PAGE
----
With reference to
In accordance with this embodiment of the invention, a positive displacement piston pump 70 is provided, having an inlet fitting 72 for connection to a feed hose 74 that receives a supply of fluid from a source 76. Another fitting 78 is provided for installing an optional pressure transducer 80 near the pump inlet 71. Each pressure transducer generates a pressure related signal that can be monitored by a suitable control function. The pressure may be monitored to assure that there is adequate intake pressure to the pump to assure there is flooded suction at the pump inlet. Adequate inlet pressure assures reliable and consistent operation of a positive displacement pump. In the exemplary embodiment the pumps 70 also optionally include a solvent inlet 82. The use of a solvent can reduce the presence of air in the fluid exiting the pumps. For example, primers may start to cure when they come into contact with air, thus the solvent may be used in such applications. The solvent does not flow with the dispensed fluid, but rather is present within the pump and acts as a barrier to air. The solvent surrounds the interior piston of the pump 70 but does not otherwise flow, and prevents air from contacting the fluid being dispensed.
Each pump 70 may be a piston pump having a piston chamber that defines a metering volume. By metering volume is meant that the pump has a volume that can be filled and emptied with a repeatable quantity of material during each pump cycle. The metering volume is generally determined by the size of the piston chamber and the stroke of the piston. The metering volume need not be the same as the volume of the piston chamber. The exemplary pump identified herein is a ceramic piston pump that only has one moving part, the piston, to minimize any entrapment areas. Other positive displacement devices however may be used. The use of positive displacement pump also eliminates any need for flow control valves or devices.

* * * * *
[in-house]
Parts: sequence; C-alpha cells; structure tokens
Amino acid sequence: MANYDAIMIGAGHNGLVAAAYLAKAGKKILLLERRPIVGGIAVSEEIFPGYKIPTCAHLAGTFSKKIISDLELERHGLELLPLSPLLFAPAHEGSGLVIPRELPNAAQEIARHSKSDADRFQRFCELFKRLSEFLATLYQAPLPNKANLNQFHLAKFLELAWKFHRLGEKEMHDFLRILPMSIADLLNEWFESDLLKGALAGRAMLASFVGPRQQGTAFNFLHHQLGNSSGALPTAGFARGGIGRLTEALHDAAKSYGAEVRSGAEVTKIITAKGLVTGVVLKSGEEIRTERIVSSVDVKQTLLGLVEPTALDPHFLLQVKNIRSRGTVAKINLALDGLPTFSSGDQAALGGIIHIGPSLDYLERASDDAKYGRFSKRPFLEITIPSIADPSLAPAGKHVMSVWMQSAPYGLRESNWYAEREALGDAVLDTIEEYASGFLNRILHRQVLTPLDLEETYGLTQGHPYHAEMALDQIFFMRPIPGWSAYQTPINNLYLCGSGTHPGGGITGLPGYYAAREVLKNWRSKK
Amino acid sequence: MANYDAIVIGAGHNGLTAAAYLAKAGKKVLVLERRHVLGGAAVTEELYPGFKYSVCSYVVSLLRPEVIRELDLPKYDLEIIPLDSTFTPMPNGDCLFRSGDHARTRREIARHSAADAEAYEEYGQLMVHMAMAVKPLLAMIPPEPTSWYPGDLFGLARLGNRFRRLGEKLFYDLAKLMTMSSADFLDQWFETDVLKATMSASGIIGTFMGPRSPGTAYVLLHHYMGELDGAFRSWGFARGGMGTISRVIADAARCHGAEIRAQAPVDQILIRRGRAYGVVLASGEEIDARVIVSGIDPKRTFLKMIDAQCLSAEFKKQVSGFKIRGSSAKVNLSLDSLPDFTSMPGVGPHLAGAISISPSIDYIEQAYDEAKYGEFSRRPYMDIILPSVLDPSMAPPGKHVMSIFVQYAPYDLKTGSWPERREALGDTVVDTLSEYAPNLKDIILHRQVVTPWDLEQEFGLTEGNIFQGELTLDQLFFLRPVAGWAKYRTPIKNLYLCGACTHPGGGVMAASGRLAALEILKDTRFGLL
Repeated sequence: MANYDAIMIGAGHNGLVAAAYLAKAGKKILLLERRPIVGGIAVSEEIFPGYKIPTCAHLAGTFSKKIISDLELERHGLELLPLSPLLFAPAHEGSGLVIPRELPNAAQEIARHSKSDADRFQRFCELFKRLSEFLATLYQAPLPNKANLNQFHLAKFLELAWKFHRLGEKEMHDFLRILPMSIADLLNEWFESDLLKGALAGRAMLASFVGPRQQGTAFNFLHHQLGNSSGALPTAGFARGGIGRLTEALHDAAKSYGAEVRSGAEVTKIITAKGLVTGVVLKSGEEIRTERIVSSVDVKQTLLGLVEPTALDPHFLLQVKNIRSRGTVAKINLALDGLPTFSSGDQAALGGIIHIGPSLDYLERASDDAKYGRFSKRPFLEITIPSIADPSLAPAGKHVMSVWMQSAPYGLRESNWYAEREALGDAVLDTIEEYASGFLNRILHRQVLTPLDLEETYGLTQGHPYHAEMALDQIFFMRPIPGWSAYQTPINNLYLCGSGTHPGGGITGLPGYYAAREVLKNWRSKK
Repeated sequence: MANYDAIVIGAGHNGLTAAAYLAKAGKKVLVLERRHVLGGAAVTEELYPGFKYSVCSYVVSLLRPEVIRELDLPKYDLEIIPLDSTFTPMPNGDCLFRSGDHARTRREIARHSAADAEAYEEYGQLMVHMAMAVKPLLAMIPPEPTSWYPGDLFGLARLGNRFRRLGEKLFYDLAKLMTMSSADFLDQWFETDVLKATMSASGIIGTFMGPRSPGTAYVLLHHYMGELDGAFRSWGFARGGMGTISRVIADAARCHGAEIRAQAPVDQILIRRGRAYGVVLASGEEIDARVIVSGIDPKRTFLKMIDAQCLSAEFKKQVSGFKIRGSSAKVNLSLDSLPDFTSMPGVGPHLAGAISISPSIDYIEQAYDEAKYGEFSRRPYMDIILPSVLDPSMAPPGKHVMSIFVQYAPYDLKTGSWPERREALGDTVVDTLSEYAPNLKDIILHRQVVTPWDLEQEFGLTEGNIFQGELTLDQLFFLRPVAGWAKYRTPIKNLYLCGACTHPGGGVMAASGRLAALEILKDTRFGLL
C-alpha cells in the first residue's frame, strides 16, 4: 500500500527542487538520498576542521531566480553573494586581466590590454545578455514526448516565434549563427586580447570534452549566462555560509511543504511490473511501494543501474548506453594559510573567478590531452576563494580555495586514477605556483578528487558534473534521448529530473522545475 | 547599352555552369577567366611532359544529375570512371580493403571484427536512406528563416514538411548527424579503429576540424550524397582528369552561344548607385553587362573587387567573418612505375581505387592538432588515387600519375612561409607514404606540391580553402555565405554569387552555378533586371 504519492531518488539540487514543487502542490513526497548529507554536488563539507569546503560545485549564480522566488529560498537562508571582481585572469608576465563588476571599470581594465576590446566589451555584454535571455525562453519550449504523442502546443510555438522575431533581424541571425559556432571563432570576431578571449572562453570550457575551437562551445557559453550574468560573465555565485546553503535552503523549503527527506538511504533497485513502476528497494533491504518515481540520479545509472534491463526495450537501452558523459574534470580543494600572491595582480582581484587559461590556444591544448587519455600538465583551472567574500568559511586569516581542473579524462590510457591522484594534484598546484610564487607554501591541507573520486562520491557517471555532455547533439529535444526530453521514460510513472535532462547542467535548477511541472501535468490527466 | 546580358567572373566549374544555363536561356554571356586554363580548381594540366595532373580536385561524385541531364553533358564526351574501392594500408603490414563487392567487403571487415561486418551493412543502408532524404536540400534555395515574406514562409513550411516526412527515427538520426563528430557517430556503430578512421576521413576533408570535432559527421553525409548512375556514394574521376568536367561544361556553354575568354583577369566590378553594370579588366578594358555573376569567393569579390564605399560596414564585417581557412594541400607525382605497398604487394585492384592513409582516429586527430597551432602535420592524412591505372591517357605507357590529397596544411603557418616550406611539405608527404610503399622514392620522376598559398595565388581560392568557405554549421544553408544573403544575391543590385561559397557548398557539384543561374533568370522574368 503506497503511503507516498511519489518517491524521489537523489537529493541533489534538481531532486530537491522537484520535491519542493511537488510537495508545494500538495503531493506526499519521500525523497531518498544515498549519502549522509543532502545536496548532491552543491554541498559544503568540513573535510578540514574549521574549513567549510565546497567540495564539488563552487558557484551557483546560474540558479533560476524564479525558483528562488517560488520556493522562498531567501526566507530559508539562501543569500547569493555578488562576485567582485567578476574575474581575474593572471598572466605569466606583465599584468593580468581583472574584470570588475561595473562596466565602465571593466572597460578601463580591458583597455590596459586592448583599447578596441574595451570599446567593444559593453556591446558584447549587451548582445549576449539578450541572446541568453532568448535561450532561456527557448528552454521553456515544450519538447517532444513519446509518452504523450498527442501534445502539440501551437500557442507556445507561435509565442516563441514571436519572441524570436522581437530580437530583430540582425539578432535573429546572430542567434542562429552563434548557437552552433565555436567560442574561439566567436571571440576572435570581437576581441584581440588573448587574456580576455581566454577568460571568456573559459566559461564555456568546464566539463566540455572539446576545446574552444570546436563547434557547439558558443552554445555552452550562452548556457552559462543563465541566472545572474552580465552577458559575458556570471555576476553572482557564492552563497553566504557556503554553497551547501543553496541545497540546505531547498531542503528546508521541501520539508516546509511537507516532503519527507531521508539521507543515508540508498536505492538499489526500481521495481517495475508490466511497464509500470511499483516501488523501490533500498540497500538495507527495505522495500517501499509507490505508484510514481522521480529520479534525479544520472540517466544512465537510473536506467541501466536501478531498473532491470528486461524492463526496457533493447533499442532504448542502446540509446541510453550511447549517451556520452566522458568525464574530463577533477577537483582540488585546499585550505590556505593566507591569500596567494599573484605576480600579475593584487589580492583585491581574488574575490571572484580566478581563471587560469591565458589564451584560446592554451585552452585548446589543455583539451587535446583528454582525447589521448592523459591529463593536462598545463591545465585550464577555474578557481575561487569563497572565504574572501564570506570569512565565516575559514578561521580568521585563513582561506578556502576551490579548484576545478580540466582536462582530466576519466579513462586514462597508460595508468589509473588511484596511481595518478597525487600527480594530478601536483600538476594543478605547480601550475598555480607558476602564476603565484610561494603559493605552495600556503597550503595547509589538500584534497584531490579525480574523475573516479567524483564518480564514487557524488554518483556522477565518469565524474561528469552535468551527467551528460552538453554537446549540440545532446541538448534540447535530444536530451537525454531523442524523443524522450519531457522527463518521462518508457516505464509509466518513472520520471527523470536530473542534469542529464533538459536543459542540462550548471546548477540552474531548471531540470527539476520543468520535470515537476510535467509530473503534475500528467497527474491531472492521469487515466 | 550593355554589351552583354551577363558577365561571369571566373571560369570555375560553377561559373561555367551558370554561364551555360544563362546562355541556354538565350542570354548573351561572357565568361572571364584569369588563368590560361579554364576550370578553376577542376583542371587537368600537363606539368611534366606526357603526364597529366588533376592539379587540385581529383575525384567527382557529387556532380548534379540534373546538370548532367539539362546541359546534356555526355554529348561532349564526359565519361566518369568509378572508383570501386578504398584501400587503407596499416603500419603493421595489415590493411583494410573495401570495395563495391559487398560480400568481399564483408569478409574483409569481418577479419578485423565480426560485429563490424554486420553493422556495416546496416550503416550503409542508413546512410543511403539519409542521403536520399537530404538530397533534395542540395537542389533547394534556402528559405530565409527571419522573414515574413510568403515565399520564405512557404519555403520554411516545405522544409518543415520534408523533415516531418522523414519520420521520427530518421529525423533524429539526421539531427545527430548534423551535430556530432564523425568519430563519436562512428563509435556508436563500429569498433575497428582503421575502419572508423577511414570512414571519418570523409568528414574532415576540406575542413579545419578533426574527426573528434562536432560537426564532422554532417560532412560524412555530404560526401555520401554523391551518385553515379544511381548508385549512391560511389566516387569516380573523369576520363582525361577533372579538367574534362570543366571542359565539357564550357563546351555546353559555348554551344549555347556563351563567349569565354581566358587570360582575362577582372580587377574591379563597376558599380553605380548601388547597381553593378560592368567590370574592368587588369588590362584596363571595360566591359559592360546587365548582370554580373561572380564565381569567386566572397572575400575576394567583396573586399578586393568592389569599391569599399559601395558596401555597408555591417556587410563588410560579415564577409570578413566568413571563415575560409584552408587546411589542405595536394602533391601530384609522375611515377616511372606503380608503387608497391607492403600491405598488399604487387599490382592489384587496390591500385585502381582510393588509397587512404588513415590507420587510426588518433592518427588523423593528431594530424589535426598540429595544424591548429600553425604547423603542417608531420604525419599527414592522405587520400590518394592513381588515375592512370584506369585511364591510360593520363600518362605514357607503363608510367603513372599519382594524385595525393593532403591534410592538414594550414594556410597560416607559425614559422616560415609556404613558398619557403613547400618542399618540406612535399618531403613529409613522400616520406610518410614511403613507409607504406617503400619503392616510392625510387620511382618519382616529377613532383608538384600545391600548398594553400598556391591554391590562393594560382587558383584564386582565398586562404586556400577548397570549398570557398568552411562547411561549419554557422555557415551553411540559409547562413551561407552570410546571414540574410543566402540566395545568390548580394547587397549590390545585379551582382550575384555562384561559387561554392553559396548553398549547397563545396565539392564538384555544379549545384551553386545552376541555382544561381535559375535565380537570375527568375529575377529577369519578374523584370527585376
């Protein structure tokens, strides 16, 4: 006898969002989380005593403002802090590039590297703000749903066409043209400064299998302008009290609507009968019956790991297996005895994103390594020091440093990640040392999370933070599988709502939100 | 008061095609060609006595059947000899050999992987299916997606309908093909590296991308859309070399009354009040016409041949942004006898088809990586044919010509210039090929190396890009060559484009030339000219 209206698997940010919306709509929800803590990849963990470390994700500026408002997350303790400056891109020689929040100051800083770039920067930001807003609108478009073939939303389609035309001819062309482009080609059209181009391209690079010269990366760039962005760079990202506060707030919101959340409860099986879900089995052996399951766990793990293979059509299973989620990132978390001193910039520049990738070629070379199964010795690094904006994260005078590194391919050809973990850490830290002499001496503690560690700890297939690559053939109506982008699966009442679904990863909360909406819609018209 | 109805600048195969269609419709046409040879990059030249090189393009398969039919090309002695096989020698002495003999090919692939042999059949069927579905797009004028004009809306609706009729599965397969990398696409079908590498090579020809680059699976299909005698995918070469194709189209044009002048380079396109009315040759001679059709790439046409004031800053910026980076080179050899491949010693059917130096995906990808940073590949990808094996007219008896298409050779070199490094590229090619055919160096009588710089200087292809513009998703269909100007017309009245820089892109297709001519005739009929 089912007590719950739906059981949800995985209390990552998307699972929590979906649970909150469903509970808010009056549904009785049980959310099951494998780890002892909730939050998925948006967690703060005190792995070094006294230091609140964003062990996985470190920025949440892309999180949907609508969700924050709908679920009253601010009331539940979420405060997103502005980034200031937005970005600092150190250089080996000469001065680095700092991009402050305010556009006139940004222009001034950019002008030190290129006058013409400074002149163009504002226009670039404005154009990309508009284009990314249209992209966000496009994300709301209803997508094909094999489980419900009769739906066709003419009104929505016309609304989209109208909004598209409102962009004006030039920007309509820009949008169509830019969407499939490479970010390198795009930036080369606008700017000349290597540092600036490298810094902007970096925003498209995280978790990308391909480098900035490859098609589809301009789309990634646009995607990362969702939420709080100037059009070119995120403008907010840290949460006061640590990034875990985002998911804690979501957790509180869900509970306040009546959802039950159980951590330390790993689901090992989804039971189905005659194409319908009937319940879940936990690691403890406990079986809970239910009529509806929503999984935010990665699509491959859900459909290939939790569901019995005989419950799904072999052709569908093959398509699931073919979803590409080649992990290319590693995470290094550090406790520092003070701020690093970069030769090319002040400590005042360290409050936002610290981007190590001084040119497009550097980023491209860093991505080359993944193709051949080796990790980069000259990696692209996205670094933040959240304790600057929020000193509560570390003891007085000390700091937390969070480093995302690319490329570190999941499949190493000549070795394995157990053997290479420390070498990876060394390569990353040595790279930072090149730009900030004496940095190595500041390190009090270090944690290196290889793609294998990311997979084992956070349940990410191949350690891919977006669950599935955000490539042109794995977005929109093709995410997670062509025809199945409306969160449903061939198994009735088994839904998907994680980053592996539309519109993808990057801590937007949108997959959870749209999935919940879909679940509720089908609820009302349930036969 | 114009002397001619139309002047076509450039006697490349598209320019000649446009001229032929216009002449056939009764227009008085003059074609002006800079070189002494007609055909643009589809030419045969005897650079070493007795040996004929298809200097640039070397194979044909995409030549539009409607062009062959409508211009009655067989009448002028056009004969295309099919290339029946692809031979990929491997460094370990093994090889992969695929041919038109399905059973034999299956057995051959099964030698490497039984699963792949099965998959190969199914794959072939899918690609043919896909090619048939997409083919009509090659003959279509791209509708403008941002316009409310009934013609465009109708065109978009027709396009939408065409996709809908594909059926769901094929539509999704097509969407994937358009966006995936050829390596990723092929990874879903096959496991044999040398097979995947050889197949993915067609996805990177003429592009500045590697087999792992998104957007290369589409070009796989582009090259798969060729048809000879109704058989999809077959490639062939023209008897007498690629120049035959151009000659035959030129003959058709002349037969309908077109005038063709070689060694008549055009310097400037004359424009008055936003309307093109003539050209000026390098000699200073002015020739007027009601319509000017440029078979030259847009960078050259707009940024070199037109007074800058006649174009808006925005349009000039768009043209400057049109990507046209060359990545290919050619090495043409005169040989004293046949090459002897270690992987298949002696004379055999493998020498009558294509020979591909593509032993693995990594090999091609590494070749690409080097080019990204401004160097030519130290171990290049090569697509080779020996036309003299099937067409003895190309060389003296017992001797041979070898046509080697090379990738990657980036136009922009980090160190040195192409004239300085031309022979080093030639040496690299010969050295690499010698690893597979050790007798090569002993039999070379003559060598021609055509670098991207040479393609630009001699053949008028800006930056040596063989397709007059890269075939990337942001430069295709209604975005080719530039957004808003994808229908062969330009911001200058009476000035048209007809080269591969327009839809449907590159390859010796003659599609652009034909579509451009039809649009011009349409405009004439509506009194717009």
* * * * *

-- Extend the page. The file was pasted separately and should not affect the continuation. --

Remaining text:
The pump fills the metering volume for each half cycle during the intake stroke of the piston. During the discharge stroke the piston displaces the fluid through the pump outlet to a delivery line that runs to an inlet to the rub block. Therefore, the amount of material delivered each cycle from the pump is precisely known and independent of variables such as viscosity, temperature, line losses and so on. For the exemplary pump, the piston translates within the piston chamber and also rotates (note that the pump inlet and outlet are diametrically opposite each other) in response to operation of the volume control function 306 (
Each pump 70 is driven by an air motor 84. Each air motor 84 receives pressurized air from the air regulator 308 (
The mechanical coupling between the rotating coupling 85 and the pump 70 in this embodiment is such that the pump shaft is at an angle relative to the central axis of the coupling. Varying this angle will vary the pump output flow rate. It will be noted from
With reference to
Each rub block 100 includes an internal flow passage 94 (generally 316 in